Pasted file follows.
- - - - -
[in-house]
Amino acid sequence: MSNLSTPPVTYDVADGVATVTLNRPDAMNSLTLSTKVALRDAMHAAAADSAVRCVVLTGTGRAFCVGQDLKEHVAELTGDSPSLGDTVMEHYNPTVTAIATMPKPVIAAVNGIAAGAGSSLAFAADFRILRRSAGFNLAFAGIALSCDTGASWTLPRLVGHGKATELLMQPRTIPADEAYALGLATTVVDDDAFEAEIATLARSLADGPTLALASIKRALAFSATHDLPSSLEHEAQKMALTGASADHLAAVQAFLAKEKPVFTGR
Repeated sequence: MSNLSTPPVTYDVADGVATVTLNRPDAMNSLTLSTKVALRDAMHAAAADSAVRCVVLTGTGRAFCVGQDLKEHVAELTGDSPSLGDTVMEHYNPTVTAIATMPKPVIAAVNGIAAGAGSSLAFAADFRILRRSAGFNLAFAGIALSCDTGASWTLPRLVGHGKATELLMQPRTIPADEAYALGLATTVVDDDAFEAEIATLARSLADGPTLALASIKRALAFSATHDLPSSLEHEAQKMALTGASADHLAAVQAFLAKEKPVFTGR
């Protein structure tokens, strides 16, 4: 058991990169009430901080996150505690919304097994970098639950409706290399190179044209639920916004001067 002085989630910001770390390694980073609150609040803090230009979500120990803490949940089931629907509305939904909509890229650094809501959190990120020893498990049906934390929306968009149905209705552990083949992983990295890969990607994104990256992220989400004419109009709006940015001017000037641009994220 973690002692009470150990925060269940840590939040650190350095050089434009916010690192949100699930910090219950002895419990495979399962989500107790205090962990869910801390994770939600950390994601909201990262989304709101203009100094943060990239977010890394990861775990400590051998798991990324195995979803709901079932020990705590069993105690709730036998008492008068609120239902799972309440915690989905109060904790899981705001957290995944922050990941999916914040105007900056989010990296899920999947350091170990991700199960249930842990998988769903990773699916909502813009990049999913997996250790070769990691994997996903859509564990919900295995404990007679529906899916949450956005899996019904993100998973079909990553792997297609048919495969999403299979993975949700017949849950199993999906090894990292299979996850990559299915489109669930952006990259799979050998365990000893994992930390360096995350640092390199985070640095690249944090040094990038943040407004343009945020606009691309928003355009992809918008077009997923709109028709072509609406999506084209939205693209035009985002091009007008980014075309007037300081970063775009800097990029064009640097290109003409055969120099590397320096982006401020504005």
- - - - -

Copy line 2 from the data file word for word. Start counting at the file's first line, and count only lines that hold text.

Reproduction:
Amino acid sequence: MSNLSTPPVTYDVADGVATVTLNRPDAMNSLTLSTKVALRDAMHAAAADSAVRCVVLTGTGRAFCVGQDLKEHVAELTGDSPSLGDTVMEHYNPTVTAIATMPKPVIAAVNGIAAGAGSSLAFAADFRILRRSAGFNLAFAGIALSCDTGASWTLPRLVGHGKATELLMQPRTIPADEAYALGLATTVVDDDAFEAEIATLARSLADGPTLALASIKRALAFSATHDLPSSLEHEAQKMALTGASADHLAAVQAFLAKEKPVFTGR